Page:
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Both cryptocurrencies in general, and Bitcoin in particular, have no shortage of critics, sometimes even outright haters. The crypto community has long come to terms with this. However, when people like Nassim Taleb criticize crypto, one really wants to understand their arguments.

Lebanese-born Nassim Taleb is one of the most remarkable personalities of our time. He’s an American writer, statistician, former trader and risk manager, Ph.D. His main scientific interest is studying the influence of random and unpredictable events on the world economy and exchange trading, as well as trading mechanisms in derivative financial instruments. To a broader audience, he is known as the author of the term “Black Swan”.

This summer, Nassim Taleb released his bitcoin “black paper” – the document titled “Bitcoin, Currencies, and Fragility” ( In it, he tried to explain why BTC is an improper asset and even a financial pyramid. We studied his arguments and looked at what we are ready to agree with and what we are not.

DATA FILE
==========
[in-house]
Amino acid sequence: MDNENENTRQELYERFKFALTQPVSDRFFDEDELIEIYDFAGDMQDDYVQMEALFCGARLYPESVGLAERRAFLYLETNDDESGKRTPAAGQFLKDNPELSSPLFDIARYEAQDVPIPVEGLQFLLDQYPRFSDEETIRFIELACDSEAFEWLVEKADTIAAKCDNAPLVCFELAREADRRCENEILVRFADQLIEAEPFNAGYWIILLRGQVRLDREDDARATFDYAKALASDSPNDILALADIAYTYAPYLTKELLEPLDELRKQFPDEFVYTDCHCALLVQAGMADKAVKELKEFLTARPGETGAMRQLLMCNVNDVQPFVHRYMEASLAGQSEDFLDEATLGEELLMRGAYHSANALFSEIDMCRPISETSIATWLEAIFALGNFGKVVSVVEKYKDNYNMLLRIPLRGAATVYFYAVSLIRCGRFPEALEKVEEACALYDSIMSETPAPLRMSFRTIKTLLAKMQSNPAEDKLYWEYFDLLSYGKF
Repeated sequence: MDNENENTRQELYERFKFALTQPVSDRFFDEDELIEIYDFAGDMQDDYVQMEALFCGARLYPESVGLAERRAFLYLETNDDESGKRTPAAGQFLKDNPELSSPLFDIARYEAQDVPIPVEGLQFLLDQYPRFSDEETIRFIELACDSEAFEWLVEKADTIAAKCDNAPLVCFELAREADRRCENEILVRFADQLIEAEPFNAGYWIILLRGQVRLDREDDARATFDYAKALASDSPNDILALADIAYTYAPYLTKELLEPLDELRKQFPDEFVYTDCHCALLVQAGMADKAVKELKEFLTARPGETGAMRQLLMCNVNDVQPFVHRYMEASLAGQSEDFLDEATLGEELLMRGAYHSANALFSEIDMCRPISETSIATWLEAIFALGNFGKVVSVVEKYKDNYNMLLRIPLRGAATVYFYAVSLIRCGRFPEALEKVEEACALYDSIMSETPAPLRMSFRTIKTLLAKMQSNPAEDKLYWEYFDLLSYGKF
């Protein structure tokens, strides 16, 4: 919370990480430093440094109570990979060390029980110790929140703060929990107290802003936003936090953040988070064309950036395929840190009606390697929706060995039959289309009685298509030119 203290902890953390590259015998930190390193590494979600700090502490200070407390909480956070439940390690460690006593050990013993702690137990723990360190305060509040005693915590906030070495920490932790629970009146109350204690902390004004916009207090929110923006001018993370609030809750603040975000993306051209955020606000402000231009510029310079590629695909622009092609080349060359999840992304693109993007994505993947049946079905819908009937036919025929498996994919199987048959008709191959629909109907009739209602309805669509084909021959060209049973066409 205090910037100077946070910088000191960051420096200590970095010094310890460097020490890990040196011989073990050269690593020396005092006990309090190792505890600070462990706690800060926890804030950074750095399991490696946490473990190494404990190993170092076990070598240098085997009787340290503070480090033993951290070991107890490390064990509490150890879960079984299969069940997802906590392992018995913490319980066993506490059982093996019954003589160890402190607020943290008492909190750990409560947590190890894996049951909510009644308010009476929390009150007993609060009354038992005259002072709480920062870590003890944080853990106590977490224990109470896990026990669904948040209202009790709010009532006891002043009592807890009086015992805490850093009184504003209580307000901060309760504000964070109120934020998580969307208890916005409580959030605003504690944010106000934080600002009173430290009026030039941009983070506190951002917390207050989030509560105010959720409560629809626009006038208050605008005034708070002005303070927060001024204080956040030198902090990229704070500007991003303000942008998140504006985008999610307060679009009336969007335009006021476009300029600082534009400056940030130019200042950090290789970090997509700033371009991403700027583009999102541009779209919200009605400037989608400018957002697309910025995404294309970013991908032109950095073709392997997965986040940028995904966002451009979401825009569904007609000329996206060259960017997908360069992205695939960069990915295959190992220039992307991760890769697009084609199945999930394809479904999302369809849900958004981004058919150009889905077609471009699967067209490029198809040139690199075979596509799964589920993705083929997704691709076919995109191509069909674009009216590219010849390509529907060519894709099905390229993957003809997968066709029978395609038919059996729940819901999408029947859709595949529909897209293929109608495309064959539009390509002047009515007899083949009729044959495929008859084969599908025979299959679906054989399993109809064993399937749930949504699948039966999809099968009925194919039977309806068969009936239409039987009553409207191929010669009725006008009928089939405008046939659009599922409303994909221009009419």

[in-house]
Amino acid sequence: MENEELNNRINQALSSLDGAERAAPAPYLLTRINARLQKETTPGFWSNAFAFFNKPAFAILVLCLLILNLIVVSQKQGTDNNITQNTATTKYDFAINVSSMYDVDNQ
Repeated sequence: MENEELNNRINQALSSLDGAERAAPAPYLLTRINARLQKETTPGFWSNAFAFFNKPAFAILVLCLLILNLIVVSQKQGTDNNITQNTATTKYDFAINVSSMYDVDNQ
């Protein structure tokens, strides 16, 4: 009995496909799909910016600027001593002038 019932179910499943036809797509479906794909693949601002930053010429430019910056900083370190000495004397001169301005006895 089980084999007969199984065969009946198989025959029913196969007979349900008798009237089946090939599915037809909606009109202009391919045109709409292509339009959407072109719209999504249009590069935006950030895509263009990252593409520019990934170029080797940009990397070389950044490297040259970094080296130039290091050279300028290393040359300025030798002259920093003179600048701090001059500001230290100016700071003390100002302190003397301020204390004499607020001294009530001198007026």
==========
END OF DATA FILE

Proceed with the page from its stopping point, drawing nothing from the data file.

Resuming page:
Taleb begins with the assertion that, despite all the hype, Bitcoin couldn’t really embody the concept of an “ungoverned currency”. Moreover, it is not even a currency; it fails as either a short-term or long-term store of value, cannot serve as a reliable hedge against inflation, and, worst of all, is far from a safe haven for investment.